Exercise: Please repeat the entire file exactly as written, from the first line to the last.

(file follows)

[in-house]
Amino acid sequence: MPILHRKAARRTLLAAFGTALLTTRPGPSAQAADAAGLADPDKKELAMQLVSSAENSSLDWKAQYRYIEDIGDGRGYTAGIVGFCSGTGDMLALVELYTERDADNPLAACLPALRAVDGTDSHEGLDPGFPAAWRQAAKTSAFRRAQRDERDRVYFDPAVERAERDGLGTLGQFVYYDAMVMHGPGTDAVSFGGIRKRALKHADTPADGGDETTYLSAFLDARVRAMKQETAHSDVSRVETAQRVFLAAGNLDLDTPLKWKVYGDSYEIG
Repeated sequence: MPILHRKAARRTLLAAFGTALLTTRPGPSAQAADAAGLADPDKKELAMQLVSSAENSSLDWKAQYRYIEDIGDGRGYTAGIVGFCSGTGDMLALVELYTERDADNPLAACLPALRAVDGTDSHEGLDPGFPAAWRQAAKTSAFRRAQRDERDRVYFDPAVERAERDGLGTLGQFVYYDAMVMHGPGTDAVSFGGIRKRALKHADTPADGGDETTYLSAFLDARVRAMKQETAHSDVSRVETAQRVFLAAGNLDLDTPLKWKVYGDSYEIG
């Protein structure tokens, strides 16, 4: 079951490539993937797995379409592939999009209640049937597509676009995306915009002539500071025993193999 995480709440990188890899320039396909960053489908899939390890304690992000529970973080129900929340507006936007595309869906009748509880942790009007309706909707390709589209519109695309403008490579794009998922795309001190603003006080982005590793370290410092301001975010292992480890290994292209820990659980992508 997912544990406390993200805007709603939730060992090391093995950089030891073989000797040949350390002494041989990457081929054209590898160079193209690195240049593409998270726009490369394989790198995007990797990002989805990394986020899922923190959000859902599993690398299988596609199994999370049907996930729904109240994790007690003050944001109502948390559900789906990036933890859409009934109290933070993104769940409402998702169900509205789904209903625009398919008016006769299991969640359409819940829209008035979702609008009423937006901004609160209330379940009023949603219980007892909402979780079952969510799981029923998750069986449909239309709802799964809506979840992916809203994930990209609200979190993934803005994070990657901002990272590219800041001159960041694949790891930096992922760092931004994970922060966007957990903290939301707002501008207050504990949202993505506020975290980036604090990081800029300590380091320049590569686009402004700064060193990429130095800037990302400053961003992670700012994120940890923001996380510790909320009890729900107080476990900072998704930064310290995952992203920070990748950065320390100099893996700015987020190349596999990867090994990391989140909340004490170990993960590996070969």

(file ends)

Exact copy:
[in-house]
Amino acid sequence: MPILHRKAARRTLLAAFGTALLTTRPGPSAQAADAAGLADPDKKELAMQLVSSAENSSLDWKAQYRYIEDIGDGRGYTAGIVGFCSGTGDMLALVELYTERDADNPLAACLPALRAVDGTDSHEGLDPGFPAAWRQAAKTSAFRRAQRDERDRVYFDPAVERAERDGLGTLGQFVYYDAMVMHGPGTDAVSFGGIRKRALKHADTPADGGDETTYLSAFLDARVRAMKQETAHSDVSRVETAQRVFLAAGNLDLDTPLKWKVYGDSYEIG
Repeated sequence: MPILHRKAARRTLLAAFGTALLTTRPGPSAQAADAAGLADPDKKELAMQLVSSAENSSLDWKAQYRYIEDIGDGRGYTAGIVGFCSGTGDMLALVELYTERDADNPLAACLPALRAVDGTDSHEGLDPGFPAAWRQAAKTSAFRRAQRDERDRVYFDPAVERAERDGLGTLGQFVYYDAMVMHGPGTDAVSFGGIRKRALKHADTPADGGDETTYLSAFLDARVRAMKQETAHSDVSRVETAQRVFLAAGNLDLDTPLKWKVYGDSYEIG
């Protein structure tokens, strides 16, 4: 079951490539993937797995379409592939999009209640049937597509676009995306915009002539500071025993193999 995480709440990188890899320039396909960053489908899939390890304690992000529970973080129900929340507006936007595309869906009748509880942790009007309706909707390709589209519109695309403008490579794009998922795309001190603003006080982005590793370290410092301001975010292992480890290994292209820990659980992508 997912544990406390993200805007709603939730060992090391093995950089030891073989000797040949350390002494041989990457081929054209590898160079193209690195240049593409998270726009490369394989790198995007990797990002989805990394986020899922923190959000859902599993690398299988596609199994999370049907996930729904109240994790007690003050944001109502948390559900789906990036933890859409009934109290933070993104769940409402998702169900509205789904209903625009398919008016006769299991969640359409819940829209008035979702609008009423937006901004609160209330379940009023949603219980007892909402979780079952969510799981029923998750069986449909239309709802799964809506979840992916809203994930990209609200979190993934803005994070990657901002990272590219800041001159960041694949790891930096992922760092931004994970922060966007957990903290939301707002501008207050504990949202993505506020975290980036604090990081800029300590380091320049590569686009402004700064060193990429130095800037990302400053961003992670700012994120940890923001996380510790909320009890729900107080476990900072998704930064310290995952992203920070990748950065320390100099893996700015987020190349596999990867090994990391989140909340004490170990993960590996070969």